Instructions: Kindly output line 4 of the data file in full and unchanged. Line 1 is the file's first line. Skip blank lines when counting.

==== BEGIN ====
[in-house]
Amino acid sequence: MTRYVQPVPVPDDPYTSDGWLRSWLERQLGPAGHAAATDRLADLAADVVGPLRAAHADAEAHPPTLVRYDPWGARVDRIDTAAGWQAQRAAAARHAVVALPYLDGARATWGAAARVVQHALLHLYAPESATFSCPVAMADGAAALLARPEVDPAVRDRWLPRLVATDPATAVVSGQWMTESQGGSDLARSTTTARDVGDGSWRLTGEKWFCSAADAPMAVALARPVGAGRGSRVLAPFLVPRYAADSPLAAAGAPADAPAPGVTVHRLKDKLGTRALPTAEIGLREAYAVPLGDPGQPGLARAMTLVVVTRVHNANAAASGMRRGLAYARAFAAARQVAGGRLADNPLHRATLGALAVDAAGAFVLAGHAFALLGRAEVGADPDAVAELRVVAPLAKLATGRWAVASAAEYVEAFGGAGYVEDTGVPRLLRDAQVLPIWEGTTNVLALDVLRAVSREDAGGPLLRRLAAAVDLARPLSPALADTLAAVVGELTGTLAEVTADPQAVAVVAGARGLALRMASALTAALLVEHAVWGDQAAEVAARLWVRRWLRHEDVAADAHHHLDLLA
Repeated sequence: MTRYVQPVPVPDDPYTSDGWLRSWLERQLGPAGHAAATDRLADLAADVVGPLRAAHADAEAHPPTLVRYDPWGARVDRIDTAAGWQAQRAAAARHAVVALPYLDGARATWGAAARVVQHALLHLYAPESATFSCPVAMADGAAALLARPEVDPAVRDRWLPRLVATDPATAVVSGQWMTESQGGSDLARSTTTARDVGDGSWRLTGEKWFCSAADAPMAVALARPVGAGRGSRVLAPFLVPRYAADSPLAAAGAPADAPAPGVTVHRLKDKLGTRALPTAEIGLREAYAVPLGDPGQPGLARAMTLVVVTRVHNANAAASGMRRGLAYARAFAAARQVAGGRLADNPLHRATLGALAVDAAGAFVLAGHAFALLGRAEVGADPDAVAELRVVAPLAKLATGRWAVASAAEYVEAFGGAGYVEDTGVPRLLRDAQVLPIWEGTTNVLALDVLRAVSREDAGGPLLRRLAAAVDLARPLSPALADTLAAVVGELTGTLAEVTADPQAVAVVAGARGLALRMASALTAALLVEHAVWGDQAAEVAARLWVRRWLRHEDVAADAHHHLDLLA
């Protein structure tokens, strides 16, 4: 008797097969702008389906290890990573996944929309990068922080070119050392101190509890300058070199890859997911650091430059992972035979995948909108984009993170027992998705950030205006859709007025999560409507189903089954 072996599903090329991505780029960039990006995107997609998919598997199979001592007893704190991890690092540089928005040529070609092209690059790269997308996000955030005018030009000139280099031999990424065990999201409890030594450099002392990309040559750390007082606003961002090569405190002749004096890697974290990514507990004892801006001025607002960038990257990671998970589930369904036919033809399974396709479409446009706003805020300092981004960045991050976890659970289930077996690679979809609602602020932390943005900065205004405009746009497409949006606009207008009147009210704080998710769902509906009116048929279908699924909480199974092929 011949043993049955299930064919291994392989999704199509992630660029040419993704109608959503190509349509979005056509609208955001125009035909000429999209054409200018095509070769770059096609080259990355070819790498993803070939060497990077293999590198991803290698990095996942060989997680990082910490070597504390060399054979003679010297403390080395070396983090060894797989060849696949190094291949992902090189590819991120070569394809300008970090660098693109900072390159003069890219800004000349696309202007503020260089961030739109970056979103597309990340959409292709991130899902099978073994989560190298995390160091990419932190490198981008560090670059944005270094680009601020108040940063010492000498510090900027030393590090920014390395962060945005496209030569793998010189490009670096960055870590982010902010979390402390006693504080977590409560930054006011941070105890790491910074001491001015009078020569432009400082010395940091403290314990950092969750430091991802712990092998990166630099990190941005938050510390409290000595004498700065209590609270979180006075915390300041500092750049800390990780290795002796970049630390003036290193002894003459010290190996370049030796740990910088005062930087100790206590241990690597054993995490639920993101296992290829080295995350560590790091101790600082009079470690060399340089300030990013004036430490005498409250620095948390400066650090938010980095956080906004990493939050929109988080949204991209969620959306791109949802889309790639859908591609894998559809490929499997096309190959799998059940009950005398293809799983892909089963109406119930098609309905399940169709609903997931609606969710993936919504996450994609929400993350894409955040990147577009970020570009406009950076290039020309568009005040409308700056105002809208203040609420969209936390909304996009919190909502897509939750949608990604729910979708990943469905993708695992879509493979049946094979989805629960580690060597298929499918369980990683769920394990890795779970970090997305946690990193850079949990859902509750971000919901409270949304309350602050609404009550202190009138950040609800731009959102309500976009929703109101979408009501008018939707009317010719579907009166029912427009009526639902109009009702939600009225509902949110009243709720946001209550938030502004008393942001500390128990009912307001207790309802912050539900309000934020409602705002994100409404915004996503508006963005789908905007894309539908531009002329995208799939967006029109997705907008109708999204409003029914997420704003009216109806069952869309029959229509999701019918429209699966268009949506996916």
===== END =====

């Protein structure tokens, strides 16, 4: 008797097969702008389906290890990573996944929309990068922080070119050392101190509890300058070199890859997911650091430059992972035979995948909108984009993170027992998705950030205006859709007025999560409507189903089954 072996599903090329991505780029960039990006995107997609998919598997199979001592007893704190991890690092540089928005040529070609092209690059790269997308996000955030005018030009000139280099031999990424065990999201409890030594450099002392990309040559750390007082606003961002090569405190002749004096890697974290990514507990004892801006001025607002960038990257990671998970589930369904036919033809399974396709479409446009706003805020300092981004960045991050976890659970289930077996690679979809609602602020932390943005900065205004405009746009497409949006606009207008009147009210704080998710769902509906009116048929279908699924909480199974092929 011949043993049955299930064919291994392989999704199509992630660029040419993704109608959503190509349509979005056509609208955001125009035909000429999209054409200018095509070769770059096609080259990355070819790498993803070939060497990077293999590198991803290698990095996942060989997680990082910490070597504390060399054979003679010297403390080395070396983090060894797989060849696949190094291949992902090189590819991120070569394809300008970090660098693109900072390159003069890219800004000349696309202007503020260089961030739109970056979103597309990340959409292709991130899902099978073994989560190298995390160091990419932190490198981008560090670059944005270094680009601020108040940063010492000498510090900027030393590090920014390395962060945005496209030569793998010189490009670096960055870590982010902010979390402390006693504080977590409560930054006011941070105890790491910074001491001015009078020569432009400082010395940091403290314990950092969750430091991802712990092998990166630099990190941005938050510390409290000595004498700065209590609270979180006075915390300041500092750049800390990780290795002796970049630390003036290193002894003459010290190996370049030796740990910088005062930087100790206590241990690597054993995490639920993101296992290829080295995350560590790091101790600082009079470690060399340089300030990013004036430490005498409250620095948390400066650090938010980095956080906004990493939050929109988080949204991209969620959306791109949802889309790639859908591609894998559809490929499997096309190959799998059940009950005398293809799983892909089963109406119930098609309905399940169709609903997931609606969710993936919504996450994609929400993350894409955040990147577009970020570009406009950076290039020309568009005040409308700056105002809208203040609420969209936390909304996009919190909502897509939750949608990604729910979708990943469905993708695992879509493979049946094979989805629960580690060597298929499918369980990683769920394990890795779970970090997305946690990193850079949990859902509750971000919901409270949304309350602050609404009550202190009138950040609800731009959102309500976009929703109101979408009501008018939707009317010719579907009166029912427009009526639902109009009702939600009225509902949110009243709720946001209550938030502004008393942001500390128990009912307001207790309802912050539900309000934020409602705002994100409404915004996503508006963005789908905007894309539908531009002329995208799939967006029109997705907008109708999204409003029914997420704003009216109806069952869309029959229509999701019918429209699966268009949506996916």